Organic chemistry textbook

Discussion in 'Chemistry' started by Beer w/Straw, Sep 19, 2018.

  1. Beer w/Straw Transcendental Ignorance! Valued Senior Member

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    OK I got a mandatory General Chemistry Textbook, yay! People, however, give me textbooks all the time. One of them was Organic Chemistry, and I'm thinking what exactly would I use it for? My first thought was: can it help me make good beer?

    Can I learn how to test THC levels in marijuana? Antioxidant levels in a smoothie with added cocoa, or berry wine?

    Vitamin levels in stuffs?

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  3. exchemist Valued Senior Member

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    Eventually, maybe. But you'll have to flog through a load of tedious stuff about cycloalkanes and SN1 vs. SN2 reaction mechanisms first, I'm afraid. Woodward-Hofmann Rules are cool, though - look em up.

    Also the norbornyl cation, though that may be an acquired taste.......
     
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  5. Beer w/Straw Transcendental Ignorance! Valued Senior Member

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    I glanced at, Woodward-Hofmann, and thought to myself I would need a very very expensive laboratory to incorporate an organic chemistry education into beer and wine making. Besides that thinking of the chemical composition of neurotransmitters?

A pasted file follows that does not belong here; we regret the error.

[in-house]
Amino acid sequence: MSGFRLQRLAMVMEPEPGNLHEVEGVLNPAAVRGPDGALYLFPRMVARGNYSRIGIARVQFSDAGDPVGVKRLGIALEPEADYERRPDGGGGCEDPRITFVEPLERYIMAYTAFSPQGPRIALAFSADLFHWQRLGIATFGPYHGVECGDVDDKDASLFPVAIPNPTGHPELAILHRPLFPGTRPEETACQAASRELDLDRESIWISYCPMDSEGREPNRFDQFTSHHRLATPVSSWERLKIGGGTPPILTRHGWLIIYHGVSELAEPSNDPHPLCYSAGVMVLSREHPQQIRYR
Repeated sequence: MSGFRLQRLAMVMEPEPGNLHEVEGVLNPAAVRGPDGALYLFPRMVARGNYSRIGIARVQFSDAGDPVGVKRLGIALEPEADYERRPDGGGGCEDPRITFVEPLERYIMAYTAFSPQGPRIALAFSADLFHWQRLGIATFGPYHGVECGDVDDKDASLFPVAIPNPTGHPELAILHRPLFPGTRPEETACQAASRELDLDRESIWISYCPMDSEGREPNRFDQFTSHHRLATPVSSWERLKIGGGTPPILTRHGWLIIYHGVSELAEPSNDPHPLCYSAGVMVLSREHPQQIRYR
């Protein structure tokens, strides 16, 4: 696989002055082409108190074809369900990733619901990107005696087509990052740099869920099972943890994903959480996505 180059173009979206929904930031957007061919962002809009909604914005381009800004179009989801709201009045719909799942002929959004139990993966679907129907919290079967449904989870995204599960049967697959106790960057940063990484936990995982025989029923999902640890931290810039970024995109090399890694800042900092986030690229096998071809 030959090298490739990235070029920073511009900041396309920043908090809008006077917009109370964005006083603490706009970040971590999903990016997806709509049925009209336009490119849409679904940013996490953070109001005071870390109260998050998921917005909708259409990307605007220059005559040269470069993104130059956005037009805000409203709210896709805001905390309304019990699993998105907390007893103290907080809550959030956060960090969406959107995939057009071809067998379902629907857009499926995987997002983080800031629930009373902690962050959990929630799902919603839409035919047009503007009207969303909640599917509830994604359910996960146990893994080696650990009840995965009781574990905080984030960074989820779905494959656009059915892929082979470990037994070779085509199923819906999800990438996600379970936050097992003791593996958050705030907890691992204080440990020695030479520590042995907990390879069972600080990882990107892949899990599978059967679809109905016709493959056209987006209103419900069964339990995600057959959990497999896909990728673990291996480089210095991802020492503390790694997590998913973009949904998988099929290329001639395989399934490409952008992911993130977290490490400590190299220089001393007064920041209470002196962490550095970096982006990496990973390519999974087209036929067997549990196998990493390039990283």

Anyway, does anybody know how to test the antioxidant levels in an unclear liquid?
     
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  7. exchemist Valued Senior Member

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    If you know what the antioxidant is (e.g. BHT) and just want to know the amount you have, you could probably still consider something like IR.

    If you have an unknown mixture the best bet may be a method by which you expose it (at a set temperature) to a known pressure of oxygen and monitor the uptake rate. With many antioxidants you will get almost no uptake until the antioxidant is exhausted - what is called an induction period - followed by a rapid rise once oxidation starts. Methods like these are used in the oil industry for lubricating oils, which the area I used to work in.

    For wine and beer, chemical analysis has certainly been done. But as these are highly complex mixtures the equipment would indeed be considerable. I would think some form of gas chromatography, to separate these mixtures for one by one evaluation, would be essential. But I have not looked into it.
     
  8. Beaconator Registered Senior Member

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    I would just focus on temperature levels of organic molecules unraveling.

    Then I could mix antioxidents protein and CBD into a chocolate.
     

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